How can this be disingenuous? You are saying he made claims of divinity, I am saying he did not.
        Whether the bible is reliable as a document is irrelevant in this case. You might be able to make a case that what he said meant he was divine but the biblical character of jesus did NOT make such a claim.

        ”Right. You’re trying to demonstrate that they are untrue. So making an argument that only works if they are already considered untrue is circular.”
        They cannot be demonstrated to be true and based on the contradictory nature of the bible the only conclusion one can draw is that such claims are false.

        It is an argument that has continued unabated for 2000 years. If it was cut and dried there would never have been any need for the Nicene Creed and the enforcement of the tenets through the sword. Thus faith: it neatly sidesteps all inconsistencies and does not require proof, merely the suspension of critical thought and, acceptance of biblical claims. Faith and more pertinently, infant inculcation, and cultural indoctrination will fill in the blank spaces.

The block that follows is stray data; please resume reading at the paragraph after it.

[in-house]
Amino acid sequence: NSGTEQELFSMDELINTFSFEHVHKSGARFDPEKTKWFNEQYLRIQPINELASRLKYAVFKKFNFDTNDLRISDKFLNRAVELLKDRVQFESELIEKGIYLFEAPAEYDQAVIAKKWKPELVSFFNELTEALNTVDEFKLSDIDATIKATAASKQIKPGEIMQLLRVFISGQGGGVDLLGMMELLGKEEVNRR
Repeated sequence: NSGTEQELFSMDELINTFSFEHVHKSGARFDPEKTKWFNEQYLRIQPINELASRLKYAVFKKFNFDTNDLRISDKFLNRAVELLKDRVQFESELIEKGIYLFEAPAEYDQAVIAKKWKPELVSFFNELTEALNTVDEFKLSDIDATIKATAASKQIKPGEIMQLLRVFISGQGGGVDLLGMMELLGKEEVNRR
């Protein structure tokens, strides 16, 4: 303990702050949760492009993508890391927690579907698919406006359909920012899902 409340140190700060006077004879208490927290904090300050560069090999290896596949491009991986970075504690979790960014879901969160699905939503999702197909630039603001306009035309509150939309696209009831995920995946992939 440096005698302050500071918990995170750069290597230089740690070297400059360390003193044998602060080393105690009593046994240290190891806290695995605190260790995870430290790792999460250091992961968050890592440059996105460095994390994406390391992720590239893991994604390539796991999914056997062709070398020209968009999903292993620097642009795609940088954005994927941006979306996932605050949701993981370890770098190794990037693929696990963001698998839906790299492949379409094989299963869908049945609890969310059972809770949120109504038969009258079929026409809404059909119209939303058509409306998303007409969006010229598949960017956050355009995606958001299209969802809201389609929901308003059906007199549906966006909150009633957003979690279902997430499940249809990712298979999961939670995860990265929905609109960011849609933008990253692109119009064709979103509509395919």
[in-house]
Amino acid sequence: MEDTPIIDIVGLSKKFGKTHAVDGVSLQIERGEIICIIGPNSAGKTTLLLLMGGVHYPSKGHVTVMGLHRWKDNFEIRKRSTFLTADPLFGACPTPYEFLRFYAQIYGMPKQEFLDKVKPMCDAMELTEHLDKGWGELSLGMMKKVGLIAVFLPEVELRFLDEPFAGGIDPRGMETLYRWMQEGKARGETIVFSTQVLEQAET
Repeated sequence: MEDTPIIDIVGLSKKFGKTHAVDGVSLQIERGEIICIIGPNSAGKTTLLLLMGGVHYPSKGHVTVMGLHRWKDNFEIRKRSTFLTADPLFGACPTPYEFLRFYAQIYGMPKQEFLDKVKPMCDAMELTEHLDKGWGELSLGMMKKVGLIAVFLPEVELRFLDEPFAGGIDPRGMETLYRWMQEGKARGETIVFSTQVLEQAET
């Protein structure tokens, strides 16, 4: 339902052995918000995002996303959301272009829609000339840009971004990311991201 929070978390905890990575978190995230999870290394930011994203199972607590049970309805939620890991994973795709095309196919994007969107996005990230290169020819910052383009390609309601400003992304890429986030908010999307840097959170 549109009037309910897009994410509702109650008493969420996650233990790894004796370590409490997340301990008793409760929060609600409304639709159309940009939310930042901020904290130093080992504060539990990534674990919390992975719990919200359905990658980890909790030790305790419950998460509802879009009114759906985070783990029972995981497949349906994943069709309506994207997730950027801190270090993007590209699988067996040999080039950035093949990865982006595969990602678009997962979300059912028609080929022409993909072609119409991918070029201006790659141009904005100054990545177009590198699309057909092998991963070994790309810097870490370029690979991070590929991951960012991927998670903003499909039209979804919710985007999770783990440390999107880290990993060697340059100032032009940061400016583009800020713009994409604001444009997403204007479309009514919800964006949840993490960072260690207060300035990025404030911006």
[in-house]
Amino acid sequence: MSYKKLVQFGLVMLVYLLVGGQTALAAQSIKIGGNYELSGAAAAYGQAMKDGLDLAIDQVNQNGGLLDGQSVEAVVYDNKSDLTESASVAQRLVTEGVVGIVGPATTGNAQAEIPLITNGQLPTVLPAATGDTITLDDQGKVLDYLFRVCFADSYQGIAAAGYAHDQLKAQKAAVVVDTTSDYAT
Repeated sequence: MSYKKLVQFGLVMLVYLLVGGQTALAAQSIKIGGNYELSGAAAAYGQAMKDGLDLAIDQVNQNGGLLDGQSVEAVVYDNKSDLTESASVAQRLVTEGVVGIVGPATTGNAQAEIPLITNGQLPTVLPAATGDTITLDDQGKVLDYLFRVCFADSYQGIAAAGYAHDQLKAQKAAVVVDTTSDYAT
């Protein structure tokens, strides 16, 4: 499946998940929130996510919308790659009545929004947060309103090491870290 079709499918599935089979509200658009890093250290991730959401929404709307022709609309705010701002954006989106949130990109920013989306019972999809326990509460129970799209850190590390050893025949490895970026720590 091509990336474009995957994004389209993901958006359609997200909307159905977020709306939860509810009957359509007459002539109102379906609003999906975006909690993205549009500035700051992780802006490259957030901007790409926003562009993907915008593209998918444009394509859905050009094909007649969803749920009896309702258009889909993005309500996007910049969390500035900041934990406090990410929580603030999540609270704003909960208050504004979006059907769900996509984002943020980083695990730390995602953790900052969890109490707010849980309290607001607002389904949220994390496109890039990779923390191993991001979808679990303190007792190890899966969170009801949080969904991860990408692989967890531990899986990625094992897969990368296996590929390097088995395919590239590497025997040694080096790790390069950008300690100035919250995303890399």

If christianity ever had a reasonable case to present it would never have needed the horrendous methods it used to spread its ‘word’. Constantine would have been unnecessary for the spread of a supernatural phenomena.
        Its very human nature refutes all such claims.

        No problem. Just keep it to yourself.

      • physicsandwhiskey 2013/06/12 at 10:10

        “How can this be disingenuous? You are saying he made claims of divinity, I am saying he did not.”

        Your argument that he did not is unfalsifiable because you wouldn’t accept the New Testament as a reliable witness of what he said anyway.

        Me: “You’re trying to demonstrate that they are untrue.”
        You: “They cannot be demonstrated to be true….”

        Denying the antecedent, and you’re missing the point again. The problem is circular reasoning.